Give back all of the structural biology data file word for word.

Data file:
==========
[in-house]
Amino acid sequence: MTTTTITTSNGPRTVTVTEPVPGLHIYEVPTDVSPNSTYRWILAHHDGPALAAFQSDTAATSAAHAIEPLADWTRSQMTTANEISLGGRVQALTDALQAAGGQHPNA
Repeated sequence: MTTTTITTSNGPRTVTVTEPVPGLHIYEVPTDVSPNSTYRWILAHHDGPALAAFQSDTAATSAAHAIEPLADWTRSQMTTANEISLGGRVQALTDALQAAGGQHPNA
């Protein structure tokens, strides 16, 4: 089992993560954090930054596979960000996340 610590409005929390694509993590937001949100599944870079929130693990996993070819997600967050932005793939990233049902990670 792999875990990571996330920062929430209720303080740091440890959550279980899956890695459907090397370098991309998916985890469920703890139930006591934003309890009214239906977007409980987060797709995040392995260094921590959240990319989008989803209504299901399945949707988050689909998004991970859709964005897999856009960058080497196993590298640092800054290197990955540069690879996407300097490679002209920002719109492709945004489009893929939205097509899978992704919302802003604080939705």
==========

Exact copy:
[in-house]
Amino acid sequence: MTTTTITTSNGPRTVTVTEPVPGLHIYEVPTDVSPNSTYRWILAHHDGPALAAFQSDTAATSAAHAIEPLADWTRSQMTTANEISLGGRVQALTDALQAAGGQHPNA
Repeated sequence: MTTTTITTSNGPRTVTVTEPVPGLHIYEVPTDVSPNSTYRWILAHHDGPALAAFQSDTAATSAAHAIEPLADWTRSQMTTANEISLGGRVQALTDALQAAGGQHPNA
């Protein structure tokens, strides 16, 4: 089992993560954090930054596979960000996340 610590409005929390694509993590937001949100599944870079929130693990996993070819997600967050932005793939990233049902990670 792999875990990571996330920062929430209720303080740091440890959550279980899956890695459907090397370098991309998916985890469920703890139930006591934003309890009214239906977007409980987060797709995040392995260094921590959240990319989008989803209504299901399945949707988050689909998004991970859709964005897999856009960058080497196993590298640092800054290197990955540069690879996407300097490679002209920002719109492709945004489009893929939205097509899978992704919302802003604080939705």